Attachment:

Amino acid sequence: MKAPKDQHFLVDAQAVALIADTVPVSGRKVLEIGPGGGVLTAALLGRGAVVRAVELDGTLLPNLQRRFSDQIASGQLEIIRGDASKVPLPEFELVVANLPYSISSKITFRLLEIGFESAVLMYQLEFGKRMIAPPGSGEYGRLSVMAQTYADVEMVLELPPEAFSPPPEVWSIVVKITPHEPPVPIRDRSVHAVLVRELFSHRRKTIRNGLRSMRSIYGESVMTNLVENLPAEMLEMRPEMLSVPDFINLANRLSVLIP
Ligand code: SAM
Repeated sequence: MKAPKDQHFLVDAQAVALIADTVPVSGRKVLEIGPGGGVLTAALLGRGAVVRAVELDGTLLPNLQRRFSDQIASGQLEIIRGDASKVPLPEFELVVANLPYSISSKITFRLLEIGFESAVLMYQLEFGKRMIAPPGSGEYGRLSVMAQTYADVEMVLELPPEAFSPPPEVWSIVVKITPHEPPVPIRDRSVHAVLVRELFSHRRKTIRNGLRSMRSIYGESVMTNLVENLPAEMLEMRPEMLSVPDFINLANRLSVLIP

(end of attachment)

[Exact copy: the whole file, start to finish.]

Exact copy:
Amino acid sequence: MKAPKDQHFLVDAQAVALIADTVPVSGRKVLEIGPGGGVLTAALLGRGAVVRAVELDGTLLPNLQRRFSDQIASGQLEIIRGDASKVPLPEFELVVANLPYSISSKITFRLLEIGFESAVLMYQLEFGKRMIAPPGSGEYGRLSVMAQTYADVEMVLELPPEAFSPPPEVWSIVVKITPHEPPVPIRDRSVHAVLVRELFSHRRKTIRNGLRSMRSIYGESVMTNLVENLPAEMLEMRPEMLSVPDFINLANRLSVLIP
Ligand code: SAM
Repeated sequence: MKAPKDQHFLVDAQAVALIADTVPVSGRKVLEIGPGGGVLTAALLGRGAVVRAVELDGTLLPNLQRRFSDQIASGQLEIIRGDASKVPLPEFELVVANLPYSISSKITFRLLEIGFESAVLMYQLEFGKRMIAPPGSGEYGRLSVMAQTYADVEMVLELPPEAFSPPPEVWSIVVKITPHEPPVPIRDRSVHAVLVRELFSHRRKTIRNGLRSMRSIYGESVMTNLVENLPAEMLEMRPEMLSVPDFINLANRLSVLIP